Treated correctly, Boomer doctors can be a huge asset. Ignored, they can be a wasted asset. Six ways to get the most out of experienced doctors before they retire.

I just had my seventieth birthday. Being born in 1946 makes me one of the first of the “Boomers”. I practiced dentistry for over 40 years, and my practice was bought when I was sixty-five. I continued to work for the young, Gen-X doctor and his MBA partner for four years.

I appreciate that they let me work those extra years for emotional and financial reasons. I continued to make a good living, which added to the wonderful cash buyout at purchase time to ensure my ability to live well in my retirement. They were nice people who had a good business plan. We still have a good relationship, discussing what they are doing in their multiple office business.

In retrospect, I look at the increasing dissatisfaction I felt over the progress of those four years, and the various reasons I retired at age 68. The reason I use most is a back injury at age 65 made me progressively more uncomfortable practicing. That is true, but I also was just tired, and I had lost my joy of dentistry and my motivation to continue to work at this fast-paced and demanding job.

By most studies the traits of Baby Boomers are they are Work-Centric, Independent, Goal-Oriented, Competitive, and Self-Actualized. That pretty well describes me and many independent, one doctor operators, who still make up the bulk of the dental work force.

What happens when one of the Boomers is Deactivated? I will give my reflections on what happened to me.

I had worked long and hard, taken many classes, hired several consultants to build my fee-for-service, restorative practice. I was very work-centric, always driving to improve my skill, and my production in my practice. I was so independent, I had trouble keeping associates who couldn’t keep up with my level of commitment. I always had goals to keep me moving forward, and I was competitive enough to try to be the best in the community ( in my estimation). I felt a sense of accomplishment and success in what I did.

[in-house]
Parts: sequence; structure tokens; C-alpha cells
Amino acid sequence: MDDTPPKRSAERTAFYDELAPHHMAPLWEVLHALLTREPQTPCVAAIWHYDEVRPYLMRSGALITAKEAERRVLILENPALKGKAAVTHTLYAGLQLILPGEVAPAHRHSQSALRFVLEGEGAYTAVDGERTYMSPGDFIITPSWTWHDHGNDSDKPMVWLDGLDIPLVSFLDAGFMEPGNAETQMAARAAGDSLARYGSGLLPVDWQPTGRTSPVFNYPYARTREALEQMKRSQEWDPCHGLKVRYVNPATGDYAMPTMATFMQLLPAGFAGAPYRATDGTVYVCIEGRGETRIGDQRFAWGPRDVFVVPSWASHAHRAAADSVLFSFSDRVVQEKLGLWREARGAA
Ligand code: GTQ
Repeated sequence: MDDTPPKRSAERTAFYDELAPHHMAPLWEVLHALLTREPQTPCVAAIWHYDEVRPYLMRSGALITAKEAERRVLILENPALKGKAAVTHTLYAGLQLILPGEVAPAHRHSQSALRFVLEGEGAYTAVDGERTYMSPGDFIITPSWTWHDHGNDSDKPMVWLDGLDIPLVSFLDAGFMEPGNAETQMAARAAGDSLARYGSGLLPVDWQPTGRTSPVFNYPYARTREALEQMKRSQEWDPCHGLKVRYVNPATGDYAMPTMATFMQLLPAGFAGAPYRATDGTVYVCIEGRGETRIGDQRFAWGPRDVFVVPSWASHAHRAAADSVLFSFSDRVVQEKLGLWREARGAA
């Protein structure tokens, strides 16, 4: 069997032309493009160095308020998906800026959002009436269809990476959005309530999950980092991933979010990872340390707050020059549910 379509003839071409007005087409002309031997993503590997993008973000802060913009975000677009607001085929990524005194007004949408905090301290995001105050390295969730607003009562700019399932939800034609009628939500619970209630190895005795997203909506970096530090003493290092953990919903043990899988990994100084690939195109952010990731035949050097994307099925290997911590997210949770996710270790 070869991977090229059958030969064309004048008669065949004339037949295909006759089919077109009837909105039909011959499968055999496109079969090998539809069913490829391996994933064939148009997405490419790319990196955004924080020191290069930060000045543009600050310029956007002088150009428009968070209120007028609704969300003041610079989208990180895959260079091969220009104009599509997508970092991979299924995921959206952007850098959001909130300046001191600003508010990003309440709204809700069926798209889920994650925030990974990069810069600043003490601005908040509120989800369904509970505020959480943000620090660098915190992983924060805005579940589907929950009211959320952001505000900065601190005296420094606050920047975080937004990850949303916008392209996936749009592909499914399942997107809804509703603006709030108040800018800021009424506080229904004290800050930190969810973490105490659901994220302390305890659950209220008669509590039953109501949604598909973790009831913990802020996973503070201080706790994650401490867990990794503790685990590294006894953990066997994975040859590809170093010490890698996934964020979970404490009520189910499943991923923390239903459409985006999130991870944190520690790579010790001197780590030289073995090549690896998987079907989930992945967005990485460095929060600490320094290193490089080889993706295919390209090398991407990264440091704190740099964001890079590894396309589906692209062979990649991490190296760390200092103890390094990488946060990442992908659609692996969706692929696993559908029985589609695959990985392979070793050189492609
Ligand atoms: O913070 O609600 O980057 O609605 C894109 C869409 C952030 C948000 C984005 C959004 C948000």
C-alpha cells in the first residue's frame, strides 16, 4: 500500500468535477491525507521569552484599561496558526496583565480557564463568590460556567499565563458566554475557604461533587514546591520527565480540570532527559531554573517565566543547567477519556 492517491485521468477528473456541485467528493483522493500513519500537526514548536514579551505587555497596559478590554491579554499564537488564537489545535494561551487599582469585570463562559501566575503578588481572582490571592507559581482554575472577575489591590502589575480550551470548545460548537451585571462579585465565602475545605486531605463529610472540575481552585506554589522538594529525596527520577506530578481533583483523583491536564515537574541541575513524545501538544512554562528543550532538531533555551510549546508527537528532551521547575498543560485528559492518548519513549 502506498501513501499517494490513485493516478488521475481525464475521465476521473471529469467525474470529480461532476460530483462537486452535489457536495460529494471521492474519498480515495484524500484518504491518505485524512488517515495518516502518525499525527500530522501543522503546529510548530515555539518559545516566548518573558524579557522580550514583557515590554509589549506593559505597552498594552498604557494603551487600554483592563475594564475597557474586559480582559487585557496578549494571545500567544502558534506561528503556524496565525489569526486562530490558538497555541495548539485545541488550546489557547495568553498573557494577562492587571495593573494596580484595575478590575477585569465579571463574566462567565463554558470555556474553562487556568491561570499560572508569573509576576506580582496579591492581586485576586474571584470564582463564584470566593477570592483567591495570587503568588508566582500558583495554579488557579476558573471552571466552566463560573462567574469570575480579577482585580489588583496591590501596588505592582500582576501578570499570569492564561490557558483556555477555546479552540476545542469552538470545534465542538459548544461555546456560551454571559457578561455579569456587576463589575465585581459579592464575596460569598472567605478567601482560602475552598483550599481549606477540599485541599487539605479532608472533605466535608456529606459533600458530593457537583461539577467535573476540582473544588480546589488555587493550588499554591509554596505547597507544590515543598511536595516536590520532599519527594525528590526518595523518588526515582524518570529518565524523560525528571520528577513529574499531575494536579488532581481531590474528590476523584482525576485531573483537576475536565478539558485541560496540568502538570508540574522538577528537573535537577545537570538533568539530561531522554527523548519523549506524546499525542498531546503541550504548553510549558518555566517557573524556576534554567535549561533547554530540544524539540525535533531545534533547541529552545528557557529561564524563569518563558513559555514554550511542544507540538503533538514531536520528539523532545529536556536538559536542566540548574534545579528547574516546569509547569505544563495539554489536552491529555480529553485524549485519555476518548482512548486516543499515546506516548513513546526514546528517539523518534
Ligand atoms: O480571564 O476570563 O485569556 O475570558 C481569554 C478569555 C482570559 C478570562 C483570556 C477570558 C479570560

Then someone bought my practice. They became the boss, I was no longer able to make independent choices, someone else set my goals and never really monitored them, and instead of identifying me as a doctor with special talents, I became one of ten doctors in a group, that never capitalized on the skills I had acquired for over forty years.

I still continued to work hard, to be a productive employee, BUT something big was missing. Emotionally, it was hard on me, but too bad, I had been paid well, I had agreed to the terms of the contract and sale, and my emotional health was not a concern of the buyer.

In reflection, what a waste of talent. My talents could have been used in a much better way. For those of you who are buying practices and for the young doctors who are working in larger practices, I have a couple suggestions for better use of the resource of older, more experienced doctors.

  1. Capitalize on the experience and talent. I had done a lot of cosmetic dentistry, and had positioned myself in the community as an expert. Continue to use this reputation to your advantage in advertising.
  2. Use doctor to train younger doctors in procedures. Do you know how few veneers a doctor has done upon graduation? Probably none. Do you know how much it costs for an over the shoulder course to learn those? Why not REQUIRE young doctors to shadow some procedures to learn them instead of going to expensive courses.
  3. Show appreciation, we all feed on it. My new, young boss told me he didn’t think there were any good cosmetic dentists in the area, and he had never taken the effort to look at the many cases I had done. This is Depreciation, and it will Deactivate any remnant of motivation that may be there.
  4. Seek input and reinforce goals. I probably was the best person to ask what my capabilities were. I guess they liked the production level I did without guidance, but I was never asked what I thought I could do or wanted to do. The conversation will motivate by itself.
  5. Incentivize any doctor who moves from a fee-for-service to an insurance driven practice. In most cases, that in itself is a 25-30% compensation drop for the insurance write-down. Most of us don’t want to work harder, when we have already lost all the perks we had as an independent doctor.
  6. Feed our ego for your own good. Luckily I have a pretty good self-esteem, and that helped me to continue to work for four years without goals, guidance, or encouragement.

I think that the young owners wasted what could have been a MORE valuable resource. If they had encouraged me more, if they had used my talent better, and if they had recognized and capitalized on my special talents, they could have made more money while I was their employee. I also could have helped them bring young doctors up to speed at less cost to their business.

“A MIND IS A TERRIBLE THING TO WASTE”, and young doctors, both owners and employees should take note, and use a natural resource that is begging to be used.